ANKARA (Reuters)–Turkey has warned France that relations between the two countries will be damaged if its senate passes a bill accusing Ottoman Turks of genocide against Armenia’s in 1915–officials said on Wednesday.
The foreign ministry said the Senate was due to consider the bill next Tuesday–only weeks after a crisis with Washington over a similar resolution before the US Congress.
That motion–sponsored by Armenian groups–was dropped after President Bill Clinton warned it could damage ties with Turkey–a key strategic partner on the fringe of the Middle East. Turkey had threatened commercial and political sanctions.
A foreign ministry spokesman’said President Ahmet Necdet Sezer and Parliament Speaker Omer Izgi had sent warning letters to their French counterparts last week.
The official quoted Sezer’s letter to French President Jacques Chirac as saying that “the passage of the bill would deal a serious blow to Turkish-French relations.” It would also block efforts to normalize relations between Ankara and Yerevan and not contribute to peace in the Caucasus–the letter said.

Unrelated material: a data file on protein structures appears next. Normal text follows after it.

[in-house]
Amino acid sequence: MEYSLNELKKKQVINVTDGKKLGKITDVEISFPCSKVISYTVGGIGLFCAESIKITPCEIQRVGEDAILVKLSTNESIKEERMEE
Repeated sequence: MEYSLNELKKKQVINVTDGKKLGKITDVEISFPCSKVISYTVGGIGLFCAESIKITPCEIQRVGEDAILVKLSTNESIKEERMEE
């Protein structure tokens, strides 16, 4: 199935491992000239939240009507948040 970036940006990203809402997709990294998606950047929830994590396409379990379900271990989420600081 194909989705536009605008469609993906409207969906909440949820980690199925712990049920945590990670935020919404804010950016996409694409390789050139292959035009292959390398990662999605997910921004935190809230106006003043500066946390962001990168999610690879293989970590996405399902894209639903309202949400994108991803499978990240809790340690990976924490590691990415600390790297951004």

“There are some in the senate who are against that voting. We work and hope that it will be canceled,” the official said.
The French National Assembly approved the bill two years ago but the bid was shelved by the senate after Turkey suspended the signing of a $145 million deal to buy Eryx missiles from a French firm.
Approval of the bill–expected a day before an important step in Turkey’s bid to join the European Union–could also trouble the country’s relations with the union–of which France currently holds the rotating presidency.
The Istanbul-based Marmara newspaper reported that similar letters have been dispatched by Turkish Parliament Speaker Omer Izgi to the chairmen of the Italian Parliament and the French Senate–expressing his concern over the scheduled votes on the Genocide. The Turkish leader also added that no parliament has the right to approve legislation regarding another country’s history.